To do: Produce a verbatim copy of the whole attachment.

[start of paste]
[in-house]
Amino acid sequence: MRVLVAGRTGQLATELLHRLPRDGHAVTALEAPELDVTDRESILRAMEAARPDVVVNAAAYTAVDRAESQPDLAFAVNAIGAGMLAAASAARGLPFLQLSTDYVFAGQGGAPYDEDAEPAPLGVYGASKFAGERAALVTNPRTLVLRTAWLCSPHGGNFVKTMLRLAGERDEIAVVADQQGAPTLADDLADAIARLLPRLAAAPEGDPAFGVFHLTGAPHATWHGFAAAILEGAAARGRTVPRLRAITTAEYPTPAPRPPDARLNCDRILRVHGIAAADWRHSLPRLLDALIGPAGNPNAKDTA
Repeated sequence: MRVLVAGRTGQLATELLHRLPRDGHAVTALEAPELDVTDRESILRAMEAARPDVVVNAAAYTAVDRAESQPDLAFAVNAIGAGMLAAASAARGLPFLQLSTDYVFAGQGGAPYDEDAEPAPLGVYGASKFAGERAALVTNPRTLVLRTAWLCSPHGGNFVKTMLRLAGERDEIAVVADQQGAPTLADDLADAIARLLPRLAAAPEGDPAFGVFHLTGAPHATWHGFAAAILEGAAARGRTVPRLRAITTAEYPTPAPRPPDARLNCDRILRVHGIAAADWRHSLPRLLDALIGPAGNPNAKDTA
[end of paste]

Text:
[in-house]
Amino acid sequence: MRVLVAGRTGQLATELLHRLPRDGHAVTALEAPELDVTDRESILRAMEAARPDVVVNAAAYTAVDRAESQPDLAFAVNAIGAGMLAAASAARGLPFLQLSTDYVFAGQGGAPYDEDAEPAPLGVYGASKFAGERAALVTNPRTLVLRTAWLCSPHGGNFVKTMLRLAGERDEIAVVADQQGAPTLADDLADAIARLLPRLAAAPEGDPAFGVFHLTGAPHATWHGFAAAILEGAAARGRTVPRLRAITTAEYPTPAPRPPDARLNCDRILRVHGIAAADWRHSLPRLLDALIGPAGNPNAKDTA
Repeated sequence: MRVLVAGRTGQLATELLHRLPRDGHAVTALEAPELDVTDRESILRAMEAARPDVVVNAAAYTAVDRAESQPDLAFAVNAIGAGMLAAASAARGLPFLQLSTDYVFAGQGGAPYDEDAEPAPLGVYGASKFAGERAALVTNPRTLVLRTAWLCSPHGGNFVKTMLRLAGERDEIAVVADQQGAPTLADDLADAIARLLPRLAAAPEGDPAFGVFHLTGAPHATWHGFAAAILEGAAARGRTVPRLRAITTAEYPTPAPRPPDARLNCDRILRVHGIAAADWRHSLPRLLDALIGPAGNPNAKDTA